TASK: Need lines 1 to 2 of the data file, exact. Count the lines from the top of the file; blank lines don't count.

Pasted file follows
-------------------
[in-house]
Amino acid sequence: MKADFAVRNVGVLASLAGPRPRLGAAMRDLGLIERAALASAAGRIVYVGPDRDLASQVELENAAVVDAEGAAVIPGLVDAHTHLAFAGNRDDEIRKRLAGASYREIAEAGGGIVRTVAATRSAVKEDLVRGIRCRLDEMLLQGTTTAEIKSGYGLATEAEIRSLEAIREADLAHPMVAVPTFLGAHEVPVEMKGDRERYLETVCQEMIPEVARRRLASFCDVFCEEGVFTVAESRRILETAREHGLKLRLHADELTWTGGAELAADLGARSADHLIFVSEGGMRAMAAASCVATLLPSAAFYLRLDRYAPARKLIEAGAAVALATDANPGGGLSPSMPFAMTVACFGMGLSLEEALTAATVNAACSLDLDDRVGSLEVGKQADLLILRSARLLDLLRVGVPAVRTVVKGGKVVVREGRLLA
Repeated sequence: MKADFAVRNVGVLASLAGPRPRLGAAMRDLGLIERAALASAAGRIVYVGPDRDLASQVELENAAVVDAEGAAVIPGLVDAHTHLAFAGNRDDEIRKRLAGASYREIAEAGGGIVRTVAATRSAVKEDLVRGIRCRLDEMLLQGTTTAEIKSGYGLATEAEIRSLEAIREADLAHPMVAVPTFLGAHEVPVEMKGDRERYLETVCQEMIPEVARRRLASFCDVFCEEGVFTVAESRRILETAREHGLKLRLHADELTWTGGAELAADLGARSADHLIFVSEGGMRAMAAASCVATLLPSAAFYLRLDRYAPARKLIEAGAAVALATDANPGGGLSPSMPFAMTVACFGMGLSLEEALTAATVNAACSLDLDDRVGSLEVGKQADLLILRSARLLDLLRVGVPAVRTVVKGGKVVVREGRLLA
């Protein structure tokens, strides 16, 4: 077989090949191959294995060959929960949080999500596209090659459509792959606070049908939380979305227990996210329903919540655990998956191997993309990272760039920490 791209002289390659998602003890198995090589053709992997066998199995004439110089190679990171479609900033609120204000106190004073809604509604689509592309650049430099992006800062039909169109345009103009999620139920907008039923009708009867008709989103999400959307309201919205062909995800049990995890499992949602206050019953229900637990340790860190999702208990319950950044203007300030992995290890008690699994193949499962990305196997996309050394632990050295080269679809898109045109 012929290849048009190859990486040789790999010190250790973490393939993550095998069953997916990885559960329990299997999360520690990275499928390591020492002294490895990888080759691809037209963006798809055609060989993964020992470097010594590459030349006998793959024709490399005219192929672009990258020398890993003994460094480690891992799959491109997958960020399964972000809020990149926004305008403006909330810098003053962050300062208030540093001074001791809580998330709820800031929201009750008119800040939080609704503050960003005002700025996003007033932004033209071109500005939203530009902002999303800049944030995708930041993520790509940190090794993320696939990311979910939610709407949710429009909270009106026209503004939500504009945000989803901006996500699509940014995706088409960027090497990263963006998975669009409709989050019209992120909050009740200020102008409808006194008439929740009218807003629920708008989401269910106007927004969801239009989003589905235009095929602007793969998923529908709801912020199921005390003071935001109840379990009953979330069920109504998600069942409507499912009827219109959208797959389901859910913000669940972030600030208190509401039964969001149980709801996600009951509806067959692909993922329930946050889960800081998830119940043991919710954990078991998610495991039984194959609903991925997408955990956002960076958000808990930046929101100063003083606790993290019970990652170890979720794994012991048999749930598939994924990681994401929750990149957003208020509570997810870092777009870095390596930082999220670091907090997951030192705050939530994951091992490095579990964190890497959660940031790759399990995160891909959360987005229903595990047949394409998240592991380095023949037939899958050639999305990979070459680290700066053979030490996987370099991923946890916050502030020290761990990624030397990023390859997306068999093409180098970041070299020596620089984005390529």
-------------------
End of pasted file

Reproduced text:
[in-house]
Amino acid sequence: MKADFAVRNVGVLASLAGPRPRLGAAMRDLGLIERAALASAAGRIVYVGPDRDLASQVELENAAVVDAEGAAVIPGLVDAHTHLAFAGNRDDEIRKRLAGASYREIAEAGGGIVRTVAATRSAVKEDLVRGIRCRLDEMLLQGTTTAEIKSGYGLATEAEIRSLEAIREADLAHPMVAVPTFLGAHEVPVEMKGDRERYLETVCQEMIPEVARRRLASFCDVFCEEGVFTVAESRRILETAREHGLKLRLHADELTWTGGAELAADLGARSADHLIFVSEGGMRAMAAASCVATLLPSAAFYLRLDRYAPARKLIEAGAAVALATDANPGGGLSPSMPFAMTVACFGMGLSLEEALTAATVNAACSLDLDDRVGSLEVGKQADLLILRSARLLDLLRVGVPAVRTVVKGGKVVVREGRLLA